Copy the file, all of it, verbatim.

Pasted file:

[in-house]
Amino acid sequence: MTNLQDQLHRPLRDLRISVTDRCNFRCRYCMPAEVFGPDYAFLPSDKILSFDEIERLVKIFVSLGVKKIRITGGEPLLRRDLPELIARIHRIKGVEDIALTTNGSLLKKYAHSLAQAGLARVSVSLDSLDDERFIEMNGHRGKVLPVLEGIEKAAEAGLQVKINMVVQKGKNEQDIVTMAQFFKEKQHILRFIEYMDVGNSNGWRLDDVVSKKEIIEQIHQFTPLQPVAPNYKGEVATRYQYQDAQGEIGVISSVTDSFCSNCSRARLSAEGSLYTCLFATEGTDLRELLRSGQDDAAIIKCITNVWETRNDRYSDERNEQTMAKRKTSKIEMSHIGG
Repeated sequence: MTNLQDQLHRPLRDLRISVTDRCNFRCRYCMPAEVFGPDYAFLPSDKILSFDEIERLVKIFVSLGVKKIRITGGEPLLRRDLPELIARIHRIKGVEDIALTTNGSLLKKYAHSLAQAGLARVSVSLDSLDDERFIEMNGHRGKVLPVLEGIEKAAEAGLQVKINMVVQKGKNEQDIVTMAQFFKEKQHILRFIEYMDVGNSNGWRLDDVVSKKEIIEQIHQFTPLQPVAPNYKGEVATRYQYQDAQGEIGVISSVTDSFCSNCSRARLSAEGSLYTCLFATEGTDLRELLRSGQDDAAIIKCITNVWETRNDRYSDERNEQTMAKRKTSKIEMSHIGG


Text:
[in-house]
Amino acid sequence: MTNLQDQLHRPLRDLRISVTDRCNFRCRYCMPAEVFGPDYAFLPSDKILSFDEIERLVKIFVSLGVKKIRITGGEPLLRRDLPELIARIHRIKGVEDIALTTNGSLLKKYAHSLAQAGLARVSVSLDSLDDERFIEMNGHRGKVLPVLEGIEKAAEAGLQVKINMVVQKGKNEQDIVTMAQFFKEKQHILRFIEYMDVGNSNGWRLDDVVSKKEIIEQIHQFTPLQPVAPNYKGEVATRYQYQDAQGEIGVISSVTDSFCSNCSRARLSAEGSLYTCLFATEGTDLRELLRSGQDDAAIIKCITNVWETRNDRYSDERNEQTMAKRKTSKIEMSHIGG
Repeated sequence: MTNLQDQLHRPLRDLRISVTDRCNFRCRYCMPAEVFGPDYAFLPSDKILSFDEIERLVKIFVSLGVKKIRITGGEPLLRRDLPELIARIHRIKGVEDIALTTNGSLLKKYAHSLAQAGLARVSVSLDSLDDERFIEMNGHRGKVLPVLEGIEKAAEAGLQVKINMVVQKGKNEQDIVTMAQFFKEKQHILRFIEYMDVGNSNGWRLDDVVSKKEIIEQIHQFTPLQPVAPNYKGEVATRYQYQDAQGEIGVISSVTDSFCSNCSRARLSAEGSLYTCLFATEGTDLRELLRSGQDDAAIIKCITNVWETRNDRYSDERNEQTMAKRKTSKIEMSHIGG